Hampton Court and other authentic examples of English Tudor architecture. When Josepha Gutelius and her husband, Benno Schmidbauer, bought the property in 1980, the house was a near ruin. The grounds were so overgrown they didn’t even know there was a western view. The couple repointed all the brick and rebuilt the high chimneys, rewired and replumbed the building, constructed custom-made storm windows for all the leaded-glass casement windows, installed a ceiling (which was missing) in the dining room, repaired the roof, and removed two inches of linoleum from the hardwood floors. Today the house offers guests a distinctly European experience. There are two guestrooms. The large Tudor Room is true to its name. The hand-hewn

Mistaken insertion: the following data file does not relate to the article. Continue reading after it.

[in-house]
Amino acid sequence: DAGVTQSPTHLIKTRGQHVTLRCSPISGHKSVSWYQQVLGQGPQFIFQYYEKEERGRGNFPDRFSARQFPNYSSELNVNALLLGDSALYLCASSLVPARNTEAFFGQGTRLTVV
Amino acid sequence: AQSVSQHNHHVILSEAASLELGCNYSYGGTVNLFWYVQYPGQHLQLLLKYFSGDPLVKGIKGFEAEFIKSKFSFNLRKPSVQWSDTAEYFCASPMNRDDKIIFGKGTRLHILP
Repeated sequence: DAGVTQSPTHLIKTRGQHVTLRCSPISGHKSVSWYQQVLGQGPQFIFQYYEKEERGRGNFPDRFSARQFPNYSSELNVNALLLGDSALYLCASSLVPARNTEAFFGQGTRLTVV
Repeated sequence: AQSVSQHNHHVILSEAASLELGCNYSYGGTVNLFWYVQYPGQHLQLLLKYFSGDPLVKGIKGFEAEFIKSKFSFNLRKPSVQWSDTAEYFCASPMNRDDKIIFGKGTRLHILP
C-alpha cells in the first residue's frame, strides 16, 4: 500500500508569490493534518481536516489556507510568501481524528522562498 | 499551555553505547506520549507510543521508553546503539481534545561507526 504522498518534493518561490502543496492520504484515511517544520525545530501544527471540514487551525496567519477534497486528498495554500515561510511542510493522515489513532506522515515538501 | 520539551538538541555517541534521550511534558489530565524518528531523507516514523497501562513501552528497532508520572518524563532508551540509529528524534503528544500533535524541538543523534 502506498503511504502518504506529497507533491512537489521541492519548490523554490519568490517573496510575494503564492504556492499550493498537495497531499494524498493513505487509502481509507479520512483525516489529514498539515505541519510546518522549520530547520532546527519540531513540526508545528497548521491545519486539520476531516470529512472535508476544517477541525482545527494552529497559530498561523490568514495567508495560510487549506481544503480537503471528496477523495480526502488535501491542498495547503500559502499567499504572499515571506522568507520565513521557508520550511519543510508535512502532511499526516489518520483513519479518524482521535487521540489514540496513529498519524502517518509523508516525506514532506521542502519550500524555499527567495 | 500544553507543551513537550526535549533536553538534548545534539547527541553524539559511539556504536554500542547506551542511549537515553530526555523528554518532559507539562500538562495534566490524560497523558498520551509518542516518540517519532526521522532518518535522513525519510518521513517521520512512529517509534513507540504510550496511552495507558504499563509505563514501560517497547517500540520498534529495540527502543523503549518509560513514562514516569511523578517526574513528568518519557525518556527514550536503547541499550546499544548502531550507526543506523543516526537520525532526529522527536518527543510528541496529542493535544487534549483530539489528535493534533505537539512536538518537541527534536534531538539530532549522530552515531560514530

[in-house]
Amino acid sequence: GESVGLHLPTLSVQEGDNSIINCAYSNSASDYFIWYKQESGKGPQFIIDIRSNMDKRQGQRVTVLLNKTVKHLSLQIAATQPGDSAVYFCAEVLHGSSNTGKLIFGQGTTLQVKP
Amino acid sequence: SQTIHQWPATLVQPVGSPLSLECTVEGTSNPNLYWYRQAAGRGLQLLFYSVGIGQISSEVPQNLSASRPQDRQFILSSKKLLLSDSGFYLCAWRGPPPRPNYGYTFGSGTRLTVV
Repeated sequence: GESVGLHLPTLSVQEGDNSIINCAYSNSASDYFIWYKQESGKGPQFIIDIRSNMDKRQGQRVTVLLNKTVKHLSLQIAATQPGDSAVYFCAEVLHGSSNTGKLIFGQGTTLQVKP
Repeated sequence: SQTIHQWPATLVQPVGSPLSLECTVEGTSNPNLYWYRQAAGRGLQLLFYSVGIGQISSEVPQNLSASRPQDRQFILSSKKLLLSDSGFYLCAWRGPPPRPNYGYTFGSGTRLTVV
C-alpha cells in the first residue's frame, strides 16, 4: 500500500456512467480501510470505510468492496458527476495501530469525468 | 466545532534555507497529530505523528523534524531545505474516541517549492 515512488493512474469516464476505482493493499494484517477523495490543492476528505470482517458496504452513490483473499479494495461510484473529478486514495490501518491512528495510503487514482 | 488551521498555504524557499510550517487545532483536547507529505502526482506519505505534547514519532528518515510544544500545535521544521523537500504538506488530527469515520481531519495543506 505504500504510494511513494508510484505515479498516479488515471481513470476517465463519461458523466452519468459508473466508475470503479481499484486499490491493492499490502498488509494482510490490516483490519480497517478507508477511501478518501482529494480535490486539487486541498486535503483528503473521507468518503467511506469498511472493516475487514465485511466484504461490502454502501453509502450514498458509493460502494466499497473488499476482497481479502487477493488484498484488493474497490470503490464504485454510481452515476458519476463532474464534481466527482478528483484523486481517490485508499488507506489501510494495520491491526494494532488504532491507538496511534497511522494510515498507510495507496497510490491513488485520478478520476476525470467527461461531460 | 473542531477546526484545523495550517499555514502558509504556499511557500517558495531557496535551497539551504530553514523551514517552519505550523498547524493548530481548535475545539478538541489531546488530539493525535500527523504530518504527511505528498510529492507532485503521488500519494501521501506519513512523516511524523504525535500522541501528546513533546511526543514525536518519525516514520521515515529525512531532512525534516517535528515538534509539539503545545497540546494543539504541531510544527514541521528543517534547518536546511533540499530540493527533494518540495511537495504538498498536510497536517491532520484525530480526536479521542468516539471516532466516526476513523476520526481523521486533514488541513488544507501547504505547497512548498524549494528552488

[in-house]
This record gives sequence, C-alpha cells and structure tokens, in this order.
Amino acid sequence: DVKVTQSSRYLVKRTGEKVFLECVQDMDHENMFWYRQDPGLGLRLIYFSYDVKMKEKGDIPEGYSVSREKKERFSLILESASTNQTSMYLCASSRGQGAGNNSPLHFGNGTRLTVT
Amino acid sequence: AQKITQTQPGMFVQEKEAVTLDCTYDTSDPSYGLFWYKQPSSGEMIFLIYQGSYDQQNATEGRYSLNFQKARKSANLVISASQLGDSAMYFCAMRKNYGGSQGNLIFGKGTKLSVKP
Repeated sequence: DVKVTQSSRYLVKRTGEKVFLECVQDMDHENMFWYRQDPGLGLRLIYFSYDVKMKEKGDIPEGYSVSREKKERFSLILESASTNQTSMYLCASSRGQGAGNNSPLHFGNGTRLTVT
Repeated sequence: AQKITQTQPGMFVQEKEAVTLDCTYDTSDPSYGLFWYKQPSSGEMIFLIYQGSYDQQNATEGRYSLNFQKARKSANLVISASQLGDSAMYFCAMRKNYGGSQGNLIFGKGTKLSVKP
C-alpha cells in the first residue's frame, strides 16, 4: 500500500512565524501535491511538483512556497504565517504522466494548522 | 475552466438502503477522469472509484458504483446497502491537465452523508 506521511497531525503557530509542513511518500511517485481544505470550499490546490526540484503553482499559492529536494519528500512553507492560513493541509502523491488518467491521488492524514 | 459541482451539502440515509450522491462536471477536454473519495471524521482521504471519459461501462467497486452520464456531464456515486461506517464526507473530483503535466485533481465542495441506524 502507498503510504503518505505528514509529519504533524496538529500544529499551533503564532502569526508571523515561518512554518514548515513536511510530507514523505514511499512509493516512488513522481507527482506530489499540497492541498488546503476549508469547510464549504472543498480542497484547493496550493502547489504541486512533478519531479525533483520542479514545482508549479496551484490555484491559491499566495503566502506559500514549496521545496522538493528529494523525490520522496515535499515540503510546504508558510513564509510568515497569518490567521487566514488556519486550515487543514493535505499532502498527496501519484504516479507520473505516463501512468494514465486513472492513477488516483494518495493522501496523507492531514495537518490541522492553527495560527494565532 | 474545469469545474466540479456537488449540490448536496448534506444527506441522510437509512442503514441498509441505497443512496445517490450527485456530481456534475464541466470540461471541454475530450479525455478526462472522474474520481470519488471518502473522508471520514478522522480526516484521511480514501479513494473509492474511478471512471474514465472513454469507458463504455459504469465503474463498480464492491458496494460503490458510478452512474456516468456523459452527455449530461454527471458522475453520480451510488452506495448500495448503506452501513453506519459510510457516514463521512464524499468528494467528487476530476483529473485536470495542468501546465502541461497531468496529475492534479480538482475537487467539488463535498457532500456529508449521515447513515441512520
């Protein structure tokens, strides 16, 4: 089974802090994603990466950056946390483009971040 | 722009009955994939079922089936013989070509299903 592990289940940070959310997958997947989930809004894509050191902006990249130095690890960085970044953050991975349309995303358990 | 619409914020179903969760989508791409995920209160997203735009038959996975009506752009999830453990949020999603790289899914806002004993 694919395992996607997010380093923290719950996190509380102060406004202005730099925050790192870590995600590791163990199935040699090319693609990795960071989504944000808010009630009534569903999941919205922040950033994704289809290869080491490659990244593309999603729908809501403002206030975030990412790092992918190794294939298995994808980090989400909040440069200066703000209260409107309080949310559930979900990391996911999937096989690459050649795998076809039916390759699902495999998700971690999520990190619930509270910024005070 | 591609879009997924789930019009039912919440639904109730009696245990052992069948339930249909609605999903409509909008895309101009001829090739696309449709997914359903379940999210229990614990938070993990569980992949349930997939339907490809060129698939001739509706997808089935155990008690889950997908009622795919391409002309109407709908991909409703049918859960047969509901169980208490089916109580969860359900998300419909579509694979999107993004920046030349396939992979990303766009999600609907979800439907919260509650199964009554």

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chestnut ceiling beams and massive wood-burning fireplace have the rugged ambience of an English castle. Guests can bring their dogs, which enhances the sense of staying in a late medieval manor. The room opens out to a private Italianate loggia overlooking the pool and mountain views. The Chateau Room, which has French doors opening to the garden, is entirely different in feel, more akin to staying in the Petit Trianon at Versailles. It incorporates seventeenth-century panels from a French Rococo chateau, complemented by gold-leaf paneling and mirrors artificially aged by Schmidbauer, who is a sculptor. He also stained and applied gold leaf to the plywood floor for a tromp l’oeil effect of luxuriant marble. Both rooms are furnished with family heirlooms Landscaping Lawn installation Ponds Retaining walls Stone work ...and much more